Mena Mirhom, MD
Resilience is like patience; we all wish we had more of it, but we hope to avoid getting it the hard way. This wasn’t really an area of interest for me until it needed to be. When one academic year brings the suicide of one colleague and the murder of another, resilience becomes the only alternative to despair.
I realize that even though the particular pain or trauma we endured may be unique, it’s becoming increasingly common. The alarming studies of resident depression and suicide are too difficult for us to ignore. Now we must look in that evidence-based mirror and decide where we will go from here, as a profession and as trainees. The 2018 American Psychiatric Association annual meeting gave us a rude awakening that we may not have it figured out. Even during a year-long theme on wellness, and several sessions at the meeting focusing on the same, we all found ourselves mourn- ing the loss of 2 colleagues to suicide that very weekend only a few miles away from the gathering of the world’s experts.
It brought an eerie element to the conversation. The wellness “window dressing” will not get the job done. I recently had a candid discussion with a mentor in administrative leadership, and his words surprised as well as challenged me. He told me that the “system” will not save you. You must save yourself. I have decided to respectfully reject that. I think everyone should be involved, including the “system” that is entrusted with my training, and the least that it ought to ensure is that I get out alive.
Has that really become too much to ask of our profession?
We must hold our system to a higher standard. More mindfulness and better breathing will surely be helpful—but I hope we can begin to admit that this is not the answer. Unfortunately, the culture of “pay your dues” and “you know how much harder it was when I was a resident?” is still the norm. We now receive our training in an environment where the pressure is extraordinarily high, the margin for error very low, and the possibility of support is almost a fantasy. “Sure, you can get the help you need … but don’t take time off or you will be off-cycle and create extra work for all your colleagues, who are also equally stressed and will hate you. In the meantime … enjoy this free ice cream and breathing exercise to mindfully cope with the madness around you.”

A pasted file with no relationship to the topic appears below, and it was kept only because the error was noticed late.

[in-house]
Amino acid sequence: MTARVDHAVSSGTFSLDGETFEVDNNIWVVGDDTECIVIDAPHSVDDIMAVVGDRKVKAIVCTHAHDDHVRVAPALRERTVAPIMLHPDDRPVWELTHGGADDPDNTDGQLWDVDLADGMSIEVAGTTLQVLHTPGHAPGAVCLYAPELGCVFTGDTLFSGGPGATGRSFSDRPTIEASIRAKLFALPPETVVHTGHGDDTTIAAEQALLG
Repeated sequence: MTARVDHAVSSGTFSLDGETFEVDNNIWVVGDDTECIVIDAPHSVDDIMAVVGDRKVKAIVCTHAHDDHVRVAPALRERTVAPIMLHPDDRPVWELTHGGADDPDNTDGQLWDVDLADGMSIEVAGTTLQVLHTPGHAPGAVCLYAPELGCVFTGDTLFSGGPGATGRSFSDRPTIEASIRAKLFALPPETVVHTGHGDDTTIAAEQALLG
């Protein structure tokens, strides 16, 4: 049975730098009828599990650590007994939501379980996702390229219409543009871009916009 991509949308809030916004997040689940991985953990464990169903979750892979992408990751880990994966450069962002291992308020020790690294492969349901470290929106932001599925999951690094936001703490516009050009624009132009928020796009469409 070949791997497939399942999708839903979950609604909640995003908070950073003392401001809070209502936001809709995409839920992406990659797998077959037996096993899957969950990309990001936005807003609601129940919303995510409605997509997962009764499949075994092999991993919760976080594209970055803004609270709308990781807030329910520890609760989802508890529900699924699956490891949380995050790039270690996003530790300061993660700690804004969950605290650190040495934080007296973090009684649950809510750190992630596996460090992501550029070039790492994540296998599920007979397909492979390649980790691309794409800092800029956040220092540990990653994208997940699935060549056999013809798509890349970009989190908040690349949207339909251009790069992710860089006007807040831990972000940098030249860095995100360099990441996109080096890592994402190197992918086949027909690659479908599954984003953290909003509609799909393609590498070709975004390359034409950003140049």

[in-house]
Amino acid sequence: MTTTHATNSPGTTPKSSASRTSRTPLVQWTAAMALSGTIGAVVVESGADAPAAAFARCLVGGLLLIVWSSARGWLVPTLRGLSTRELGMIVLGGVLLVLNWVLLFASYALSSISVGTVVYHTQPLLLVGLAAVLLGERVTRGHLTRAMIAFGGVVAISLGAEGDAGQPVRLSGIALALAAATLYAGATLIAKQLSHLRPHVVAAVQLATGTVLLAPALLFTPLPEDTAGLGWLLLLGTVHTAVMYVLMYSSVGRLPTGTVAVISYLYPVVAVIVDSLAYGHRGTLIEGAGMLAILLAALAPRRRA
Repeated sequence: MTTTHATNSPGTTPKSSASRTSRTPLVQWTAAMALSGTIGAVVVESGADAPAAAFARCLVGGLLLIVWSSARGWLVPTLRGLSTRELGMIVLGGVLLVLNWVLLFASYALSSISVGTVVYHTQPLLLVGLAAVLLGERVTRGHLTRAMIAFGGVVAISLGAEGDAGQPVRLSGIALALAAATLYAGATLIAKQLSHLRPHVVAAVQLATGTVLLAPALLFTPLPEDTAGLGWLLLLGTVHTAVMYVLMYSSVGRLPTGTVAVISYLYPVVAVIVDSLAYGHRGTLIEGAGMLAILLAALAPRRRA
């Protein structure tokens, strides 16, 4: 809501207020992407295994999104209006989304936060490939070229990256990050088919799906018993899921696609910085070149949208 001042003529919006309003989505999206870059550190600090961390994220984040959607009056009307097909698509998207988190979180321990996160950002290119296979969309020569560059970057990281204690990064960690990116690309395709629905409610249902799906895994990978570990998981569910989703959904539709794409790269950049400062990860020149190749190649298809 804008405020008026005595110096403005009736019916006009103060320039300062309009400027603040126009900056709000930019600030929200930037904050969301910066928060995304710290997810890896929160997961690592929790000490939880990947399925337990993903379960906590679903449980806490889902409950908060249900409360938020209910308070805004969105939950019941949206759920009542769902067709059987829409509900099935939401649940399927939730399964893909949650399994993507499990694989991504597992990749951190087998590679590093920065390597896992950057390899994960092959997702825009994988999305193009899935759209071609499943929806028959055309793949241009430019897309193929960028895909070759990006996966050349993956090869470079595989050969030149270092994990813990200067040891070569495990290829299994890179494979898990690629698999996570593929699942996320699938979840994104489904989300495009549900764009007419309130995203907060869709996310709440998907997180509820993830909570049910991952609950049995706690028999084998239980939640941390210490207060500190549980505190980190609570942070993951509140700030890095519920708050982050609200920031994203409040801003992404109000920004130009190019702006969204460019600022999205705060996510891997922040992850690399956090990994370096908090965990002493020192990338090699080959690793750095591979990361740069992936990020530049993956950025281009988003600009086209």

The perfectly resilient resident may very well be a mythical figure, a clinical unicorn, that we continue chasing. This is the resident who remarkably discovers post-traumatic growth in every stressor. The vicarious trauma they experience from their patients only bolsters their deep compassion, and they thrive under pressure, so we can continue to pile it on. In our search for this “super resident,” we seem to continue to lose a few ordinary residents along the way. Are we brave enough as a health care culture to take a closer look at the way we are training the next generation of healers? As I get to the end of this article, I wish I had more answers. I’m just a trainee. What do I know? My fear is that we’ve
been avoiding this question altogether and have had our eyes closed to the real problem while pacifying ourselves with one “wellness” activity after another. My sincere hope is that this article will make you angry enough to be driven by a conviction that this is not OK anymore and that we will do something about it.